“Then don’t worry. It can be fixed.”
Since then, I’ve tossed that line around in almost every crisis in my life. My wife has heard it on many occasions when things look grim for one reason or another. It’s a simple viewpoint to have: any and everything has a solution unless mortality is in play. I dealt with the exception last year when my father, the conveyer of said wisdom, took his own life. After I got the call from a neighbor about his passing, my mind went into crisis mode – which meant the voice in my head asked the question:
“Is anyone bleeding or did anyone die?”
For the first time in my life, the answer was yes – and the man who had bestowed upon me that mindset in life was no longer around to help answer “what do I do?” when the answer isn’t a no. That was less than a year ago.
November 18, 2013.
Since then, I’ve been doing my best to pick up the pieces and get life back to what is supposed to be considered “normal”. The first few months of the year are still a blur. As summer came along, I began to feel better. Sure, things were challenging, but I’d handled the worst thing I could handle this year, right? Smooth sailing… I just had to make it to November 19, 2014 so I could hit the proverbial reset button and enter a new year of awesome.
I was wrong.
On Saturday, October 4th, at around 10 PM I pulled into my garage after a long drive back from Jacksonville. I had been out of town for a couple of days working on WasabiCon, and I was ready to get some much needed sleep. I grabbed the mail from the mailbox: a catalog, a letter from AT&T trying to sell me service, and blank white envelope addressed to my legal name and my wife’s. When I opened it, I was stunned – and my life changed forever. I went inside and started digging through months of mail (mostly about my father’s home foreclosing in Tampa) that had arrived while I had been out of town working.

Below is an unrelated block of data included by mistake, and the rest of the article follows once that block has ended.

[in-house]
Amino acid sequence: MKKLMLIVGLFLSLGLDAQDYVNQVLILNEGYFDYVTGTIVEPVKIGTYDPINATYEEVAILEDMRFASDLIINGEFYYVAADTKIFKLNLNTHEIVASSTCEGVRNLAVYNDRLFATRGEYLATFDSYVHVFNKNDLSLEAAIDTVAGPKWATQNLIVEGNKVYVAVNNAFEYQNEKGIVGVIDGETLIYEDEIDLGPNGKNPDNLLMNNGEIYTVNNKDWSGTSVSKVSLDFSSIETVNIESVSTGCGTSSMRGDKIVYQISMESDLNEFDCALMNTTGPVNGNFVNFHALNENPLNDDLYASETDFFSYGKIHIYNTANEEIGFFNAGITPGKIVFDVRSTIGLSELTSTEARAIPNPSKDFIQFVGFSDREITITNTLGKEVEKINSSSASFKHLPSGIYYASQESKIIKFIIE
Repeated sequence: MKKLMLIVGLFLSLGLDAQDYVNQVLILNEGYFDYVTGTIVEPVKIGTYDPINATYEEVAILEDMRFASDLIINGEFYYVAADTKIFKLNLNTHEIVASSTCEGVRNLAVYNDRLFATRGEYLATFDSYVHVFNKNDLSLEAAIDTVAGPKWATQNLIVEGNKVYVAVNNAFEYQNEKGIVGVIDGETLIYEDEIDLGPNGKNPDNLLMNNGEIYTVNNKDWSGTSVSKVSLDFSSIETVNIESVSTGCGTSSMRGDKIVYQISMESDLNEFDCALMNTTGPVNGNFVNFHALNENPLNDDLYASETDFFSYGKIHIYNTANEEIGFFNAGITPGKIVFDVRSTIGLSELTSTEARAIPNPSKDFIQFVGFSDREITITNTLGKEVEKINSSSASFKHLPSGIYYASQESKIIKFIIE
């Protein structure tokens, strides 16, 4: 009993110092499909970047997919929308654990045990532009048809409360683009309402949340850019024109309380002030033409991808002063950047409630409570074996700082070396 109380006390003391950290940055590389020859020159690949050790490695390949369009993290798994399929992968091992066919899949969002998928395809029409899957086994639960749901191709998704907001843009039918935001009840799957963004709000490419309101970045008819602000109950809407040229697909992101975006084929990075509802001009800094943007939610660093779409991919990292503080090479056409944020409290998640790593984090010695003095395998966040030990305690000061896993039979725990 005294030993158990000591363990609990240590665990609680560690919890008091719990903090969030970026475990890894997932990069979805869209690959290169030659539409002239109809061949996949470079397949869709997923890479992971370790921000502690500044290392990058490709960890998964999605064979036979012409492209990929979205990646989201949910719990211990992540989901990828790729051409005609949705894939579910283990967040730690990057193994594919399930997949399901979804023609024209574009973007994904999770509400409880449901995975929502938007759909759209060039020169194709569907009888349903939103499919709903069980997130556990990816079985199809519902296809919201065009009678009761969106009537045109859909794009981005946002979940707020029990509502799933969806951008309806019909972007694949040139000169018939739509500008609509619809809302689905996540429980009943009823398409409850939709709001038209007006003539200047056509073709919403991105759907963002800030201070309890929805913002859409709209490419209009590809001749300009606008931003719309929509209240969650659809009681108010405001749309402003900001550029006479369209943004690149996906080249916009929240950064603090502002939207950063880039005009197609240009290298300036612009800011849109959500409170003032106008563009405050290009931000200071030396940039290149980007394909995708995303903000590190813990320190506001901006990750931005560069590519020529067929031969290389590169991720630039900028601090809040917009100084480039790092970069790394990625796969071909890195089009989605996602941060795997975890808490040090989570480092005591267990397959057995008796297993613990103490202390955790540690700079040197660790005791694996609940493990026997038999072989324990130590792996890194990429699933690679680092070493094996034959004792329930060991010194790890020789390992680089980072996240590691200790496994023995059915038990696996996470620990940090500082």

I will write a long and more detailed blog post about this, but the short version is this: the homeowner’s association in my neighborhood had foreclosed on my house because I had stopped paying them due to a number of issues. All my bills and mortgage were paid and current, but (it seems) in the state of Florida, a HOA has the power to take your house from you if you don’t pay their fees. I was dumbfounded.
I spent the next couple of days sorting through the mess and talking to a local attorney, but, it seemed, the house was lost. Some holding company in South Florida had bought the lien and was looking to take possession. (Again, I’ll share details in a later blog post.) After running some numbers, though, there are some theories that this may be a “blessing in disguise” – but we won’t know for some time.
My immediate concern was the impending threat of homelessness. Serious, honest to God, homelessness. Then I remembered the question:
“Is anyone bleeding or did anyone die?”
Nope. So this could be fixed somehow. I realized immediately, though, that this was something that couldn’t be fixed alone. I needed help, and my friends and family came through amazingly. The directive was simple: get the house packed up, moved to a storage unit, and find a new place to live. Folks started showing up at the house and packing commenced immediately. I rented a moving truck and large storage unit. Some of our stuff went to temporary homes with friends since (1.) it was stuff they could use or (2.) it was stuff that didn’t need to live in a storage unit such as art, signed prints, etc.
In total, about 20 people drove long distances, lifted heavy objects, packed boxes, and help console myself and my wife during the second hardest ordeal of our lives. They will each be hearing from me personally in the coming weeks, but for now I just need to say a heartfelt and intensely sincere
You were there for Shannon and I when we truly needed it and we are both forever grateful.
So now, twelve days later, life is as close to normal as it’s going to get for a while. Following my passion of striving to always make lemonade from lemons, I secured a new apartment for Shannon and I and signed a lease for a year. In doing so, I also – at least temporarily – fulfilled a lifelong dream: we live by the beach. Not “near” the beach; BY the beach. For example, check out this photo:
I took that this morning from a public beach access. I timed the walk from my front door to that point: 5 minutes and 10 seconds.
Our new location has effectively eliminated Shannon’s commute to her office. It’s a three minute drive or a fifteen minute bike ride for her now.
So we’re 11 months into “the worst year ever” – but who cares? No one’s bleeding and no one’s dead. I have my life, my wife, and the ever amazing Karma the Dog. In addition, I have the best non-DNA family a man can ask for.
Situations can suck, but that can’t stop life from being amazing.